Skip to main content

Making order out of ordinal data

Jun. 12, 2012, 9:00 AM

(iStock)

Stage of disease (mild, moderate, severe) and frequency of drug use (never, yearly, monthly, weekly, daily) are examples of “ordinal” data, a type of data common in medical research. However, statistical methods for analyzing such data are limited.

Associate professors of biostatistics Chun Li and Bryan Shepherd have developed a new approach for analyzing ordinal data. They describe a new “residual” (a measure of how far an observed value is from its expected value) in the June issue of Biometrika. The new approach accounts for the ordered nature of the data without assigning arbitrary scores to categories – and considers categories’ relative position to other categories.

In collaboration with the Vanderbilt Institute for Global Health, the researchers then demonstrated the residual’s utility by uncovering a non-linear association between age and the odds of having more severe cervical lesions among HIV-infected women from Zambia.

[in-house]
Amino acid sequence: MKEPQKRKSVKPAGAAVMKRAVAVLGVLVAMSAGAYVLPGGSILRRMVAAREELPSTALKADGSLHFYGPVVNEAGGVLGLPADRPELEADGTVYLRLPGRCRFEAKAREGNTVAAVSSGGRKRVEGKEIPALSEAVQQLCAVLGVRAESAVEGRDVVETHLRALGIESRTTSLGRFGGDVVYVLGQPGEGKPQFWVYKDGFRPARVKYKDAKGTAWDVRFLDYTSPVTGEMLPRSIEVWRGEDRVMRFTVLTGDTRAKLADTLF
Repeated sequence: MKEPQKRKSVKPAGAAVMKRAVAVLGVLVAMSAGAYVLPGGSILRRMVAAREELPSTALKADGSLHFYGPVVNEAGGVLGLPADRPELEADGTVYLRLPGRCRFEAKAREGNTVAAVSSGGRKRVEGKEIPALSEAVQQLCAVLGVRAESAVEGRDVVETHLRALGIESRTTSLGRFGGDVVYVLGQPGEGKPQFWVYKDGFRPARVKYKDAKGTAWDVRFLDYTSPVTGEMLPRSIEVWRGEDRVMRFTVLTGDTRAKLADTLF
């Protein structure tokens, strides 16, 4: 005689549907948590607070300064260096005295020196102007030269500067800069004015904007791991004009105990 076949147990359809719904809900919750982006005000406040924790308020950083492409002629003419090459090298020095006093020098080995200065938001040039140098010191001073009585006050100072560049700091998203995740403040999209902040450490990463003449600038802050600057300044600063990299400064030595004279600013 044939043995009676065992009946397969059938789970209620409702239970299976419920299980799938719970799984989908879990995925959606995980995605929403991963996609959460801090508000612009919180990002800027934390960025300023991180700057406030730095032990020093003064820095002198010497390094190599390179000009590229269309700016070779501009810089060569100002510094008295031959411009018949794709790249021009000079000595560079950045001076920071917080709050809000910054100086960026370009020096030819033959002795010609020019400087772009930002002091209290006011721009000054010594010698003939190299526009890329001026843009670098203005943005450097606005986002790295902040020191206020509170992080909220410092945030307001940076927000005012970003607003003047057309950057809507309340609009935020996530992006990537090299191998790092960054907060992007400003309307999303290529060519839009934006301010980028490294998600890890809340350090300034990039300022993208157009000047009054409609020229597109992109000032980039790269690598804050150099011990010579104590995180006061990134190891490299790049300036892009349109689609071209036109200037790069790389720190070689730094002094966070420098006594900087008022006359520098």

The authors note that improved statistical methods allow researchers to more easily detect meaningful associations with fewer patients, saving money and increasing the ability to make important discoveries.

The research was supported by grants from the National Human Genome Research Institute (HG004517) and the National Institute of Allergy and Infectious Diseases (AI093234) of the National Institutes of Health.

Recent Stories from VUMC News and Communications Publications

Betsy Williams has firsthand advice for parents on the fence about whether their adolescent children should be vaccinated for the common human papilloma virus (HPV), which can lead to six types of cancer.  Don’t hesitate. Do it.

Momentum

Betsy Williams has firsthand advice for parents on the fence about whether their adolescent children should be vaccinated for the common human papilloma virus (HPV), which can lead to six types of cancer. Don’t hesitate. Do it.

Keeping pace: Nashville, once a mid-size city with a Southern small-town feel, is experiencing explosive growth.

Vanderbilt Medicine

Keeping pace: Nashville, once a mid-size city with a Southern small-town feel, is experiencing explosive growth.

VUMC campus

VUMC campus

Vanderbilt University School of Medicine entrance

Vanderbilt University School of Medicine entrance

more